Stylo chairman and chief executive Michael Ziff has outlined plans to shed as many as 200 stores if creditors approve proposals for a Company Voluntary Agreement [CVA] by its Barratts and Priceless chains’ administrator Deloitte.
Ziff told Drapers that ideally he would be looking at a 100-store Barratts chain and an 80- to 100-store Priceless chain. There are a combined 400 stores at present. Stylo’s concession business within the Arcadia-owned womenswear chain Dorothy Perkins will continue to trade. Ziff said: “This is an orderly reconstruction. We would be building on the new store concepts we have opened in Westfield London and Meadowhall in Sheffield.”
Shares in footwear retail group Stylo were suspended earlier this week and five of its trading companies were put into administration as a protectionist measure ahead of a creditor vote on the CVA on February 12.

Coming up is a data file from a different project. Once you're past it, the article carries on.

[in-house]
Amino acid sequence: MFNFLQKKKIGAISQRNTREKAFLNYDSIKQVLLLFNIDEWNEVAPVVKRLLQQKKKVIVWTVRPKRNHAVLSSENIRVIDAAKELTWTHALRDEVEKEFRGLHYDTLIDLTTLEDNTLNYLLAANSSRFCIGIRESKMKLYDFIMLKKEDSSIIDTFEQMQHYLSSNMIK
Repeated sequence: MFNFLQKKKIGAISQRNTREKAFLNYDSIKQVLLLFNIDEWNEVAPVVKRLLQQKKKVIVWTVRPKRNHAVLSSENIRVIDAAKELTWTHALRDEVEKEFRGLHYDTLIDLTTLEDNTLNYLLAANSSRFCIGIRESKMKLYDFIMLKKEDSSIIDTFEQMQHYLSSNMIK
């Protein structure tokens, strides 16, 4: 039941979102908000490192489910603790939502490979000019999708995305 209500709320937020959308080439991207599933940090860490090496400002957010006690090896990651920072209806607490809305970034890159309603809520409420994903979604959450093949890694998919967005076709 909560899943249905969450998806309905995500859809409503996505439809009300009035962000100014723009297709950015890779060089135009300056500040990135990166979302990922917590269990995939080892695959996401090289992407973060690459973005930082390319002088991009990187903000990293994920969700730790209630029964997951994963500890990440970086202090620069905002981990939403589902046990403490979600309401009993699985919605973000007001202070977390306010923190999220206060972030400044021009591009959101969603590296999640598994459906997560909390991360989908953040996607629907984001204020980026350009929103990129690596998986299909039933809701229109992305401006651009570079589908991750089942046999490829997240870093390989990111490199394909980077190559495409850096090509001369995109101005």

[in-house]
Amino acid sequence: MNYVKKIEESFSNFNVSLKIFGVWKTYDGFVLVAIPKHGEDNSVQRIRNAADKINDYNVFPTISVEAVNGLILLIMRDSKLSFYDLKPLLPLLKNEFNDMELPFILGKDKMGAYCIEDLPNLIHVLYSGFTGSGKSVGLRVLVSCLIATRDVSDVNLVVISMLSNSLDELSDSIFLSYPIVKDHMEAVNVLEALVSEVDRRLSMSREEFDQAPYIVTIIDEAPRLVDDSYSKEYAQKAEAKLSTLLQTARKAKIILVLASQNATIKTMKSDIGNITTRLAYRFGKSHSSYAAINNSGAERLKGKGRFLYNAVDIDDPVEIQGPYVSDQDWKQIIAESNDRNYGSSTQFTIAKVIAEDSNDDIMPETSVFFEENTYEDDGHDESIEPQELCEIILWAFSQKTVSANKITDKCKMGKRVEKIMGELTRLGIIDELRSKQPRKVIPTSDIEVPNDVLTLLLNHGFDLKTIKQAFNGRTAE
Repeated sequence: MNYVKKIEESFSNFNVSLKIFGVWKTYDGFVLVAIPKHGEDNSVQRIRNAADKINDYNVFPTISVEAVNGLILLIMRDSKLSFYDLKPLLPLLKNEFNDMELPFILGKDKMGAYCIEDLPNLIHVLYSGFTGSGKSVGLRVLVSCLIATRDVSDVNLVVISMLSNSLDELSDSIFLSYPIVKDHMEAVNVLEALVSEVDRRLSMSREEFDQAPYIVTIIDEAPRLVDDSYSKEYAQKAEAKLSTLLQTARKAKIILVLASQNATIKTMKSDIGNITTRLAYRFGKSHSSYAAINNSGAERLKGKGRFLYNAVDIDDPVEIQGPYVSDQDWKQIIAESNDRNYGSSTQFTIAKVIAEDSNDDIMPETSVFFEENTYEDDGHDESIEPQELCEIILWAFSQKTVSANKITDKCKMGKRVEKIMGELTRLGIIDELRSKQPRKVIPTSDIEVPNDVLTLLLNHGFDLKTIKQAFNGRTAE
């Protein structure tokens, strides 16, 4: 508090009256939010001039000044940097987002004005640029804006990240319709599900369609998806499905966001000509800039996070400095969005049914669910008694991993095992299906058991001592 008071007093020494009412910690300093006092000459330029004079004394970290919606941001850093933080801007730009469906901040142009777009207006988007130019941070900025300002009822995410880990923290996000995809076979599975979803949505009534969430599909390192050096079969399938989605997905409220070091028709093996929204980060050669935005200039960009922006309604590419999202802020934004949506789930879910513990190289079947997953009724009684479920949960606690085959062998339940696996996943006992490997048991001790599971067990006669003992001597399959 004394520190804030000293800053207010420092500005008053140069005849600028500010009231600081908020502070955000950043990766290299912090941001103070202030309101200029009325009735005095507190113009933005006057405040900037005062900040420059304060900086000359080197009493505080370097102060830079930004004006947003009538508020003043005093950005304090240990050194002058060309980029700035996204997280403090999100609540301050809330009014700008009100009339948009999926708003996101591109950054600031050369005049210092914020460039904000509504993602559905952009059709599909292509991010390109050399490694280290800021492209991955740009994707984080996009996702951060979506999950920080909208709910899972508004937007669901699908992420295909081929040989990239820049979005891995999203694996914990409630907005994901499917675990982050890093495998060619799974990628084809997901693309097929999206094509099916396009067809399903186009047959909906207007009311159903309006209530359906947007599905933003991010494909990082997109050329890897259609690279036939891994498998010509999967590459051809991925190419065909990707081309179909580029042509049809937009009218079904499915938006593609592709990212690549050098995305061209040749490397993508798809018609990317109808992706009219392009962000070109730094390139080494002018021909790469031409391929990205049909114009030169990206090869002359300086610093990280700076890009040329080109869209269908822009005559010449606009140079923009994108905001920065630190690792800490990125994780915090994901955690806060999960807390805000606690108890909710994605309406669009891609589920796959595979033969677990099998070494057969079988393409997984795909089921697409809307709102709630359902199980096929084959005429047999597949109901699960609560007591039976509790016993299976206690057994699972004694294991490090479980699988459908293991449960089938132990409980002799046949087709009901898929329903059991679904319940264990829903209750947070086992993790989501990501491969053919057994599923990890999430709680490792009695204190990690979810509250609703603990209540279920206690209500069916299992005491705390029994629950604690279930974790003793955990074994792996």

Suppliers contacted by Drapers were supportive of the proposals, which will see them paid monies owed in full over a 14-month period beginning in June. Stylo said it was also likely to shorten its payment terms on current orders to suppliers to ease pressure on the supply chain if the CVA is approved.
Under the CVA, landlords would be paid 3% of turnover as rent for the first three months from June, followed by 7% of turnover to January 2011.
The CVA needs 75% support to be approved. One supplier said: “It’s business as usual. There are fewer middle-market footwear retailers to sell to now and the consumer doesn’t always want to pay £5 for a pair of boots from primark“>Primark.”
Ziff, son of Stylo founder Arnold Ziff, thanked the industry for its commitment to helping Stylo recover. He added: “Everyone seems committed to helping put this business back on its feet. Our banks Lloyds, Barclays and Prudential and suppliers and landlords have been incredibly supportive.”
Ziff forecast that UK retail sales could be down by between 5% and 10% this year, but said if his plans were approved the business would return to profitability in 2009/10.
The Ziff family owns a combined 65% stake in Stylo. Ziff said the family was “considering all its options”, including possibly buying out the other shareholders and taking the business private if the CVA is approved.